As we have seen, the social and economic status of Mexican immigrants lags far behind that of natives and other immigrants. The primary reason for this is that a very large share of Mexican immigrants lack a formal education. Figure 19 reports poverty, poverty/near poverty, lack of health insurance, and welfare use for Mexican immigrants who have not graduated from high school and for those who have at least a four-year college education. In comparison to natives, Figure 19 shows that poverty, lack of health insurance, and welfare use are all dramatically higher for dropouts than for Mexican immigrants with a college education. For example, Mexican immigrants who have not graduated from high school are almost three times as likely as natives to live in poverty. In contrast, only 2.8 percentage points separate the poverty rate of natives and college-educated Mexican immigrants. In terms of welfare use, households headed by Mexican immigrants who are dropouts are more than twice as likely as natives to use at least one major welfare program. While households headed by a college-graduate Mexican immigrant are still somewhat more likely than native households to use welfare, the difference is nowhere near as large as it is between natives and dropout Mexican immigrants.
The one area where education seems to have less of an impact is on health insurance coverage. Lack of health insurance coverage among college-educated Mexican immigrants is common, with 36.8 percent of college-graduate Mexicans uninsured. Of course, more-educated Mexican immigrants are still more likely than those with little education to have insurance. But it appears that a large share of the difference remains even after controlling for education levels. Other factors such as cultural attitudes toward insurance likely explain why such a large percentage of Mexican immigrants do not have health insurance.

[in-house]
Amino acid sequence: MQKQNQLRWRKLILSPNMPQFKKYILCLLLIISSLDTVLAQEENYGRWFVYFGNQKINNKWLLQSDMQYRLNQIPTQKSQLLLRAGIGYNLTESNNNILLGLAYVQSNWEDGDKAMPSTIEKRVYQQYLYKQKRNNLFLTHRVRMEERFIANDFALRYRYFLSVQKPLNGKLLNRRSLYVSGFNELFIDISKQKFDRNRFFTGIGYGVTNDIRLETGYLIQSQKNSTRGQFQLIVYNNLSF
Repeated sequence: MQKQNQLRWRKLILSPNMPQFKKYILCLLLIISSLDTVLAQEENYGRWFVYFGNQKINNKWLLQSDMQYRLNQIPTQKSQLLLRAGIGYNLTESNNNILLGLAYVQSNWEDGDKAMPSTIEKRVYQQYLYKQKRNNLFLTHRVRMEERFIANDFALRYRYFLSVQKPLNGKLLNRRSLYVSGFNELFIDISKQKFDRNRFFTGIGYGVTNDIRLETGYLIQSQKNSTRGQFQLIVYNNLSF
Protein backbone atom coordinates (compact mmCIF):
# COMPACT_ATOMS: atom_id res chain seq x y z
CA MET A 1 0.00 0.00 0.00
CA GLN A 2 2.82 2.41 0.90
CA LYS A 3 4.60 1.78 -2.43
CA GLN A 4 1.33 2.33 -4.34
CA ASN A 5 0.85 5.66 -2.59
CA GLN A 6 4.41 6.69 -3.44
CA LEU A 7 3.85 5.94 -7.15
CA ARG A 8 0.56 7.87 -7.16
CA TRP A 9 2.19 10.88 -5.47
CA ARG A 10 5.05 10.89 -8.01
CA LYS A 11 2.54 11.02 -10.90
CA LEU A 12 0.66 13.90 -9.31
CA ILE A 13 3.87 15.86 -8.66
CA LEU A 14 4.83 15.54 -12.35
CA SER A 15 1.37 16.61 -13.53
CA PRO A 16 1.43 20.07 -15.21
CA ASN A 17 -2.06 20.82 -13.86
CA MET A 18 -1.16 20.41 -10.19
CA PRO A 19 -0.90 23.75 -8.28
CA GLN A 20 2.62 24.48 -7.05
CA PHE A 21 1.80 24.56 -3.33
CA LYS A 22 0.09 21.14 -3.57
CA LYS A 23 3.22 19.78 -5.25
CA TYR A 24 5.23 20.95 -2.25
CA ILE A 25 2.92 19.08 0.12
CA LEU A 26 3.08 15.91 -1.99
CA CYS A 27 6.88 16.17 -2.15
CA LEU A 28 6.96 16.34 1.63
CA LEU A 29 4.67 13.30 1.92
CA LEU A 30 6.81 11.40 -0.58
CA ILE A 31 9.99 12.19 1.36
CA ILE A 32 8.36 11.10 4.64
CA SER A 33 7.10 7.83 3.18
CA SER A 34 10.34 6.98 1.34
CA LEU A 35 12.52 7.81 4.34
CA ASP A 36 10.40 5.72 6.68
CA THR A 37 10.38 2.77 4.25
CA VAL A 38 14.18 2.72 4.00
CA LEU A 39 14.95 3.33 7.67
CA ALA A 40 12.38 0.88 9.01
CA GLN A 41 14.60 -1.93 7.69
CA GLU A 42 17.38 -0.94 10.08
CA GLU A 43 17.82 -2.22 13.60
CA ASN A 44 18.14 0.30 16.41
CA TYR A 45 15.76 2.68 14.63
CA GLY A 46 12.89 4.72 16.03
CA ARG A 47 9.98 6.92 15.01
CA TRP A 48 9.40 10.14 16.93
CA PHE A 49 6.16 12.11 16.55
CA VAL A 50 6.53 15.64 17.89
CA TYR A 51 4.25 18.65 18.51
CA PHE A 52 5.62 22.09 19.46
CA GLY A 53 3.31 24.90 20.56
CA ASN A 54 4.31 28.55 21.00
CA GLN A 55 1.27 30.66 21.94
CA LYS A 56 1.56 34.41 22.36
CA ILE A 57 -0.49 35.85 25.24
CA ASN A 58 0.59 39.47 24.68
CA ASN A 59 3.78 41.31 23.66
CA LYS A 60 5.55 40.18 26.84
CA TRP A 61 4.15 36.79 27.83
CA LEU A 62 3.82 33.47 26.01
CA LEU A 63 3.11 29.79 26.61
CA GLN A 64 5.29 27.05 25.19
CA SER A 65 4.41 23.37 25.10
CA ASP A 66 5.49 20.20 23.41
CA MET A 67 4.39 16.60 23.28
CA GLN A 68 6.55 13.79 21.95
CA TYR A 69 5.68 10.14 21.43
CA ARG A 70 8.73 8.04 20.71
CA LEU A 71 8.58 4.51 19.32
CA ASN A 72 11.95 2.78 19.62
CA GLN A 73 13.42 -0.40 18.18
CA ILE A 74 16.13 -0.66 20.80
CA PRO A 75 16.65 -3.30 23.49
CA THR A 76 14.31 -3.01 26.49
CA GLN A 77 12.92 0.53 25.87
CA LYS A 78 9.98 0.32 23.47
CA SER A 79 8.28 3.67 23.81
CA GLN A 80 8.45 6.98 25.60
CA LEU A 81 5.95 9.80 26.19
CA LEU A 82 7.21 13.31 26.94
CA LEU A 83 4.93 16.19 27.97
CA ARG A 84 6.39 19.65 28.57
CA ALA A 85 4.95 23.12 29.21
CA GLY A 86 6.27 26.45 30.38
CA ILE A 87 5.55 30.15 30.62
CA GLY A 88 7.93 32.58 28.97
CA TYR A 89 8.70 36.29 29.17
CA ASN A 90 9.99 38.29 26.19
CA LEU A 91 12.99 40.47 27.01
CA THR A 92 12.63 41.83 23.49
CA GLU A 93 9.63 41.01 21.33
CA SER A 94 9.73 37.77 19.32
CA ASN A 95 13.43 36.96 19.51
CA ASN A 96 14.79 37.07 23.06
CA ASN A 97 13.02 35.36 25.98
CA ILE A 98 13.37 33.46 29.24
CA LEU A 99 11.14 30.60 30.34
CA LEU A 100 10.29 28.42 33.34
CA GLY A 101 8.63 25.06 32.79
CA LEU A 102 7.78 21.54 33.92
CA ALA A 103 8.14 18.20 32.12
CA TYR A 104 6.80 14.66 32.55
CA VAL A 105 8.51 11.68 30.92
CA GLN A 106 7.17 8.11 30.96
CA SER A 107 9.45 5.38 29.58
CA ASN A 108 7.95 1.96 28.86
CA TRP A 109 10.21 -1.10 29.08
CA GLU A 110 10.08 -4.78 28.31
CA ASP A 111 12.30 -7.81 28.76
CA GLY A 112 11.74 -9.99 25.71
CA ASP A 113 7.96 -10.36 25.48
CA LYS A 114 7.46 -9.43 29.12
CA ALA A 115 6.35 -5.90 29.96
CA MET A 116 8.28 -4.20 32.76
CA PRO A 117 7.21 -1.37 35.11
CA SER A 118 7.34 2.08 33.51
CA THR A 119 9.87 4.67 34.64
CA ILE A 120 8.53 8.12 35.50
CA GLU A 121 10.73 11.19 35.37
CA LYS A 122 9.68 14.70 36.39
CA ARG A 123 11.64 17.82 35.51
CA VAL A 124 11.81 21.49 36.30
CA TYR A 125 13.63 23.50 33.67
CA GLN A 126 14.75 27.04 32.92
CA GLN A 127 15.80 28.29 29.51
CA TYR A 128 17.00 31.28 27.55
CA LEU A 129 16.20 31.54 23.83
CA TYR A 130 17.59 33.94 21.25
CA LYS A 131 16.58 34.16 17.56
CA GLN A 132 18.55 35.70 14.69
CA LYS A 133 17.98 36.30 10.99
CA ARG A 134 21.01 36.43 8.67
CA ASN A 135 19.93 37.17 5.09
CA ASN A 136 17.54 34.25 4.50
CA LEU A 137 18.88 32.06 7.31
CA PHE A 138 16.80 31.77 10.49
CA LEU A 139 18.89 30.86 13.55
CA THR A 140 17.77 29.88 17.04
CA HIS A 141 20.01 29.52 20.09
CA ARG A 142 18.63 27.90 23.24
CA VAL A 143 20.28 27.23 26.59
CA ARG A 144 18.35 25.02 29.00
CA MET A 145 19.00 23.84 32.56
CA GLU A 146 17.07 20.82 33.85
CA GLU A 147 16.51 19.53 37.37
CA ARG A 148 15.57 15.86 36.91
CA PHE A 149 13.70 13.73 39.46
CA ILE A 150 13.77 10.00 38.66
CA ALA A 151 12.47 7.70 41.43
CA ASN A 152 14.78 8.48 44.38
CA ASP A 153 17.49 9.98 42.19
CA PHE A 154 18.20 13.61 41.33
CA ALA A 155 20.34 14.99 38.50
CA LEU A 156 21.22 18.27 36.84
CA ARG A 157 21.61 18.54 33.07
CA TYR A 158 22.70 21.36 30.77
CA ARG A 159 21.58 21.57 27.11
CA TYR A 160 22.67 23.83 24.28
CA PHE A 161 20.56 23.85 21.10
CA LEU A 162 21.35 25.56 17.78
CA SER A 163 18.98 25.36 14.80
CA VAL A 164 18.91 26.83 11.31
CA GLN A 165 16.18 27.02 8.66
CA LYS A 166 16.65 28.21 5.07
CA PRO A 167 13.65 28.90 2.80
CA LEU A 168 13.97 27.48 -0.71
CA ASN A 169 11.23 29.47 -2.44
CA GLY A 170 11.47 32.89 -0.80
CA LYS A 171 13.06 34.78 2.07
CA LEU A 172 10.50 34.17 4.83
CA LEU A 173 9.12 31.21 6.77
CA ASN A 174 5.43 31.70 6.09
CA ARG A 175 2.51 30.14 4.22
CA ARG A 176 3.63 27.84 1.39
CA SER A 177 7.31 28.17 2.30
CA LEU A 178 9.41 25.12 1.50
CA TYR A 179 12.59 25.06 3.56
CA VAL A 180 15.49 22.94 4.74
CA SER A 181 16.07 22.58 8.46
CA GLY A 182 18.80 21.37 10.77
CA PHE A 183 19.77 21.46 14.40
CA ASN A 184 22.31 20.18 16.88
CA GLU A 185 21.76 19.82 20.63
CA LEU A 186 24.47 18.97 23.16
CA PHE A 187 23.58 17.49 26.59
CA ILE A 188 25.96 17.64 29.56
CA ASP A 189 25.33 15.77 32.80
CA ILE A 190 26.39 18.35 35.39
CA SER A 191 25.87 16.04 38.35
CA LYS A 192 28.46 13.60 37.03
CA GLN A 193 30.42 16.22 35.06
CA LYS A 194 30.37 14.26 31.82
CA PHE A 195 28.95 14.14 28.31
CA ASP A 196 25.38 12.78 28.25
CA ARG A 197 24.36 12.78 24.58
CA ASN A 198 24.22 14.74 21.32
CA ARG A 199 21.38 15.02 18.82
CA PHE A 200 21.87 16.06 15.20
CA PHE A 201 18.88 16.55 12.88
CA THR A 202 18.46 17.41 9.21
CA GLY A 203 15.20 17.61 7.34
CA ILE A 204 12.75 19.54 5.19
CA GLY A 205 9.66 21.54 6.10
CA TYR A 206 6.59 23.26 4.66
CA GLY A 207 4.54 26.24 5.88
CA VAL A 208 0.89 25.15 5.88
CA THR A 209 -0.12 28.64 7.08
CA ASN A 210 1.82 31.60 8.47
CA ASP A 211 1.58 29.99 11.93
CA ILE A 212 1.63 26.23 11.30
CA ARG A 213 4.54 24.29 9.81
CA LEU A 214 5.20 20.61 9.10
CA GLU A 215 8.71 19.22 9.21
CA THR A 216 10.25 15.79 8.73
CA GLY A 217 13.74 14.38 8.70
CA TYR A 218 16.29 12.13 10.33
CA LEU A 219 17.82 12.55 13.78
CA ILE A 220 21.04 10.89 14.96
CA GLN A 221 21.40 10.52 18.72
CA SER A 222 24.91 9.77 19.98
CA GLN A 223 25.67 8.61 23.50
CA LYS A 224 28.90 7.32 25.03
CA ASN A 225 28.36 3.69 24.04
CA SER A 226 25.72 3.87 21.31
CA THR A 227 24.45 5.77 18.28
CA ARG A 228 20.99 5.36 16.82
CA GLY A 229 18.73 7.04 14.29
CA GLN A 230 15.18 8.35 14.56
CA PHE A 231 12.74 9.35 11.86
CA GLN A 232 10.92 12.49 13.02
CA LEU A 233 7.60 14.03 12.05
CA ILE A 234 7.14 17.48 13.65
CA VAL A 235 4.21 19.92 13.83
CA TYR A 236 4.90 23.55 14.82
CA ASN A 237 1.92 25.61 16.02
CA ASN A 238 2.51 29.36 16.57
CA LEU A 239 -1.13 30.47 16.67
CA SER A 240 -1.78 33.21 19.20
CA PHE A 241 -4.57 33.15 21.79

The findings in Figure 19 are certainly to be expected. Education levels have become a key determinant of economic and social success in United States. Thus, more-educated Mexican immigrants tend to have a socio-economic standing that more closely resembles that of natives than do less-educated Mexicans. Because such a large share of Mexican immigrants lack a high school education and few are college graduates, the overall position of Mexicans is dramatically lower than natives. In addition, this large gap in education levels explains to a large extent why Mexican immigrants are unable to close the gap with natives even after they have lived in the United States for many years.